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Project STAR aims to induce 6,500 jobs

Published:Wednesday 1:12 AM

From left: Commissioner of Police, Major General Antony Anderson, Project Director of Project STAR, Saffrey Brown, Vice President of the Private Sector Organisation of Jamaica and Project STAR’s Data Specialist, Dr Parris Lyew-Ayee, and Chairman of the Jamaica Stock Exchange, Co-Sponsor and Public Funding Lead Adviser for Project STAR, Julian Mair, discuss the data findings on “Reversing Poor Social Outcomes in STAR Communities” during a press briefing at headquarters of the Jamaica Constabulary Force in Kingston on June 14, 2023.

Project STAR, a Private Sector Organisation of Jamaica initiative, is aiming to bend the trajectory on major crimes while inducing 6,500 jobs in vulnerable communities.

The aim is to curtail crime by 40 per cent in five years, and in so doing create safe spaces for citizens to thrive.

To fund the initiative, the PSOJ has turned to a number of corporate sponsors, but on Thursday it will also become the pioneer of the first social initial public offering of shares via the Jamaica Social Stock Exchange.

The STAR shares will go on sale at $1 per unit. The subscription period runs from June 22 to August 18.

There is no lead broker or arranger for the IPO. Rather, the project has received the support of the Jamaica Securities Dealers Association and many of its members.

“During the lifetime of the project, STAR expects to see sustained reductions in major crime of 40 per cent in targeted communities, which all experience major crime rates higher than the national crime rate,” the prospectus noted.

Former PSOJ president Keith Duncan acts as the project sponsor and Saffrey Brown as project director.

STAR’s work will focus on 10 under-resourced communities, it said. The 6,500 jobs targeted for creation would improve employment levels by 10 per cent. It also provide support businesses that operate in the communities, and improve access to social programmes and human capital development opportunities for some 19,500 individuals, which equates to about 30 per cent of the communities, inclusive of educational support, training and certification, access to government services and improved infrastructure.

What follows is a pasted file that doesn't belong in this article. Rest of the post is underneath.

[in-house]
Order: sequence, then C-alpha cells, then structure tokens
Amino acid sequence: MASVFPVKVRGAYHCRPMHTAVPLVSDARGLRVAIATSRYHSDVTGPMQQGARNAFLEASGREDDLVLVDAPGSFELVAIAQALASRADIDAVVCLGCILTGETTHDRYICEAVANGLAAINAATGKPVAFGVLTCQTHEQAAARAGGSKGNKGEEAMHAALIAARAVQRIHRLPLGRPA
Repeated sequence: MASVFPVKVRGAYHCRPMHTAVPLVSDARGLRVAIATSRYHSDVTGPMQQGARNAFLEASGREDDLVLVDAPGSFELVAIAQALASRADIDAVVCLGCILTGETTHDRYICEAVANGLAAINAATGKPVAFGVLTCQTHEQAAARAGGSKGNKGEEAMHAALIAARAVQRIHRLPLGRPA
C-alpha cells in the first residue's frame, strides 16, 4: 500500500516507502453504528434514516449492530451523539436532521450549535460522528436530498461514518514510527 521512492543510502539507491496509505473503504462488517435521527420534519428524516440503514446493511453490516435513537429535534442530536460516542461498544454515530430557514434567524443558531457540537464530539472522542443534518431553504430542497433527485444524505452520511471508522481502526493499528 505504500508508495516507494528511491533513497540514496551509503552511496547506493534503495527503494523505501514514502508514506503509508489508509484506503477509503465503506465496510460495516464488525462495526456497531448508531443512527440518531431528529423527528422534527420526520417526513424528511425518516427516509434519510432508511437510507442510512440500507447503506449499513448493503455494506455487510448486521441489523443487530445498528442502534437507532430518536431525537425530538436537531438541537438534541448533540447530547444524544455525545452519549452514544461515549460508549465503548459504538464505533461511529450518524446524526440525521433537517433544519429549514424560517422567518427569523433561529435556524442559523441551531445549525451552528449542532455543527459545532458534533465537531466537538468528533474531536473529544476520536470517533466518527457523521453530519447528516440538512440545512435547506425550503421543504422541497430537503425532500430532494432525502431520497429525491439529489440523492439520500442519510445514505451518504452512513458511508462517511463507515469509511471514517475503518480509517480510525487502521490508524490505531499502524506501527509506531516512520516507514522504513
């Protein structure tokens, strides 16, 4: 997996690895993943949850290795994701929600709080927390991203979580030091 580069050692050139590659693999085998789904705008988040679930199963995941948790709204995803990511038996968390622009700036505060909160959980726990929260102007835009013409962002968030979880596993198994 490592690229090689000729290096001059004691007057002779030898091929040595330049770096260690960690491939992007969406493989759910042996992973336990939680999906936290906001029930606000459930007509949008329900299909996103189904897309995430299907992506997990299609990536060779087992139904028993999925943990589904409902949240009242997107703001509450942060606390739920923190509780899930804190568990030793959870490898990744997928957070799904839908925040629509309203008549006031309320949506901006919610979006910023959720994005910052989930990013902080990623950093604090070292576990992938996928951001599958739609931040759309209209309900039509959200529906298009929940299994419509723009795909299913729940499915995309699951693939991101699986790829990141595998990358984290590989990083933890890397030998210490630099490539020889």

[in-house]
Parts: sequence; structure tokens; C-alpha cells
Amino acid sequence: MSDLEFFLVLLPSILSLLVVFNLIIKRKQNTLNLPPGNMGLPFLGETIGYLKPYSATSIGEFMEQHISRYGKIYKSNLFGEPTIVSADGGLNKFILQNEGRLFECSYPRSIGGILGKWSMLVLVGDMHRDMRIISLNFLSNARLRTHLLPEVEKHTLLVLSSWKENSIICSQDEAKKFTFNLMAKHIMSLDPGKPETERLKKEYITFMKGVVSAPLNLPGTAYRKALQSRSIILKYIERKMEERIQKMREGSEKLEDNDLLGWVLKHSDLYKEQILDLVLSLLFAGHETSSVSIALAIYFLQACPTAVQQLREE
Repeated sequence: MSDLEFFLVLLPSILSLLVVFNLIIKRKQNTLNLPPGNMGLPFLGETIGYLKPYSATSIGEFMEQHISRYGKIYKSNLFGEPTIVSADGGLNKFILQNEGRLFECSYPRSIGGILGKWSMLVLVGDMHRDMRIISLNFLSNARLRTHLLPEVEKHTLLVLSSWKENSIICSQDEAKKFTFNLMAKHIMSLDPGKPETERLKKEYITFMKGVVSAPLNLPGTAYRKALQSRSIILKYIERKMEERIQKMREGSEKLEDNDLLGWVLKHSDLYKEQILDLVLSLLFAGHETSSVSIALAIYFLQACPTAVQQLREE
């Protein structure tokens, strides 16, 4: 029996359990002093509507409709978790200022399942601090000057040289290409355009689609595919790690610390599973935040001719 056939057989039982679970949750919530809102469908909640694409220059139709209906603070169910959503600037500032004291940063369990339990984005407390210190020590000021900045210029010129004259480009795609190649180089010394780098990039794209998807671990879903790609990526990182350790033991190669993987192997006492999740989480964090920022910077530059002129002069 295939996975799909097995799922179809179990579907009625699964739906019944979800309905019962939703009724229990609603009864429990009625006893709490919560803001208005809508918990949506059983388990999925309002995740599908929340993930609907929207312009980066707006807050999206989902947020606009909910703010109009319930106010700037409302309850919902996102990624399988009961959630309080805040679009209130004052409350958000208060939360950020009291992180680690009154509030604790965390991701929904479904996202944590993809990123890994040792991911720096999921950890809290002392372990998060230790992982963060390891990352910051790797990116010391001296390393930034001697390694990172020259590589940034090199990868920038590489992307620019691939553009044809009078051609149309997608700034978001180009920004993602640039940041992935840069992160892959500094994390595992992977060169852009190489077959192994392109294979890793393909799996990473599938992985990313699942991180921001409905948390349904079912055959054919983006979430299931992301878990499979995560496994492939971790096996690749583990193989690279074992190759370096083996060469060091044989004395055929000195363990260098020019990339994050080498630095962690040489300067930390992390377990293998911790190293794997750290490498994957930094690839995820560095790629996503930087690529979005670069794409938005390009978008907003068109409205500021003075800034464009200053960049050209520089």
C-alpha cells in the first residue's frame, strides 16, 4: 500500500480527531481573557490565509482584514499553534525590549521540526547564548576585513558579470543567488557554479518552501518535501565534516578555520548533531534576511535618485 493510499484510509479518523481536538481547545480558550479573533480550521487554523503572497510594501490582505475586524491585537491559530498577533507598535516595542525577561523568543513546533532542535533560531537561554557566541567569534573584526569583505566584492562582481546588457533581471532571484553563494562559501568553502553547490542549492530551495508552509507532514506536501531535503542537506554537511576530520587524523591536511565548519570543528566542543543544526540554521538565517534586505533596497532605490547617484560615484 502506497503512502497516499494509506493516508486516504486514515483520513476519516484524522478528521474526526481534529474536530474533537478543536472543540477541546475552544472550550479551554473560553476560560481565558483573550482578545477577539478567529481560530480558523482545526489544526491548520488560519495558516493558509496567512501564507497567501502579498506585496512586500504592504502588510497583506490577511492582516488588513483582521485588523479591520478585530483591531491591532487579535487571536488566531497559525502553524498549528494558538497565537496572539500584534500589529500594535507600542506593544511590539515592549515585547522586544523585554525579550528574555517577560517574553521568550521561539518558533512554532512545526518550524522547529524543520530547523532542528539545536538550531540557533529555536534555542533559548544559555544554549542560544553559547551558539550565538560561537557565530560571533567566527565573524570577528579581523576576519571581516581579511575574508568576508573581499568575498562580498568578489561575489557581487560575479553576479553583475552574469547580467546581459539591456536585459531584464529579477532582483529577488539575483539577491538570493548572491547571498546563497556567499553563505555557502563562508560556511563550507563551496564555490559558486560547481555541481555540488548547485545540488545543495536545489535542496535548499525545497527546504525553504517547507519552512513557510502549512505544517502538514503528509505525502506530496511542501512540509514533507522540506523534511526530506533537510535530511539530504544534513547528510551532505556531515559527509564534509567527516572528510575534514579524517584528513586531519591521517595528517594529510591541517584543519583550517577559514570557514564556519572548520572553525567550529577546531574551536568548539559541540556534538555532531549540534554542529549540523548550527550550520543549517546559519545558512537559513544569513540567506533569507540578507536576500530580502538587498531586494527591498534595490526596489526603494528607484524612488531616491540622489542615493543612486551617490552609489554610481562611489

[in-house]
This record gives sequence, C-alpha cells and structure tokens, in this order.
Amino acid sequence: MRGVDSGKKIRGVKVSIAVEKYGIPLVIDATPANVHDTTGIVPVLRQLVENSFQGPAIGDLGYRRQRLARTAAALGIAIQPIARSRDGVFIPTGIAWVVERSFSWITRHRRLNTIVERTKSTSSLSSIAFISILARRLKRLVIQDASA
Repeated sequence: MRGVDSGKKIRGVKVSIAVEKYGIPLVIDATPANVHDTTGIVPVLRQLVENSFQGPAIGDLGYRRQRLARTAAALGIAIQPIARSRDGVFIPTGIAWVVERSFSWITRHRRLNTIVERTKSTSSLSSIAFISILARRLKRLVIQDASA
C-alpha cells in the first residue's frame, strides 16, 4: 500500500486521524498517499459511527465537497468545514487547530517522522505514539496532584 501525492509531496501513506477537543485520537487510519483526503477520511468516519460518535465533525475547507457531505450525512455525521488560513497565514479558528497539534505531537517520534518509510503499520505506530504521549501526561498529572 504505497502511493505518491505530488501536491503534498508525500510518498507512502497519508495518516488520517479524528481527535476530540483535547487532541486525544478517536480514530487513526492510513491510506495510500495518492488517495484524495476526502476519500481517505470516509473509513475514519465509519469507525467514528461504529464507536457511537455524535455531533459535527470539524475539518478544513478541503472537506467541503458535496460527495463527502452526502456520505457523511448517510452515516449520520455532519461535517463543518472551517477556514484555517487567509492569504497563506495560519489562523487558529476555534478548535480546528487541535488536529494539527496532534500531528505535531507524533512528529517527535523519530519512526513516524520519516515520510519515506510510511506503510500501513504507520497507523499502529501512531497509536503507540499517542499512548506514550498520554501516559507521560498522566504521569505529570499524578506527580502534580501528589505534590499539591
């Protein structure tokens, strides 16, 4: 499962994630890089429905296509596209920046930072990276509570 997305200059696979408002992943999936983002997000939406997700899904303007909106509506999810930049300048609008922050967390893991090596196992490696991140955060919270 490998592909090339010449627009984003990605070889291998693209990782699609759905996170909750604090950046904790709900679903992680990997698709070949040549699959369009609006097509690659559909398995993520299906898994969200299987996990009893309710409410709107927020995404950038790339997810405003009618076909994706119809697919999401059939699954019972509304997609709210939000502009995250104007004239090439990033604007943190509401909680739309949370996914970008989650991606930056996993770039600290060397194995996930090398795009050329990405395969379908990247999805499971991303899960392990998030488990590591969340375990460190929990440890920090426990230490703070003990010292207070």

“This will contribute to safe, sustainable communities and support for national development,” STAR proclaimed in the prospectus.

The charity aims to raise $100 million from the social IPO, amid a revised budget of $400 million needed to carry through its programmes. The rest of the funds is being sought from the corporate sector, multilateral donors, and Jamaicans in the diaspora.

Over a five-year period, STAR aims to raise $2 billion, and in three of those five years, it plans to tap the JSSE for up to $650 million of the total.

Project STAR, which stands for Social Transformation and Renewal, was created by the PSOJ in partnership with the Jamaica Constabulary Force. It launched into operation last September with plans to intervene in scores of underinvested communities, including East Kingston, May Pen and Savanna-la-Mar.

In the revised funding target and timeline, laid out in the prospectus, STAR’s five-year goal remains at $2 billion, but it is going after $400 million this year, $525 million in 2024, its biggest target of $700 million in 2025, and then $225 million in 2026.

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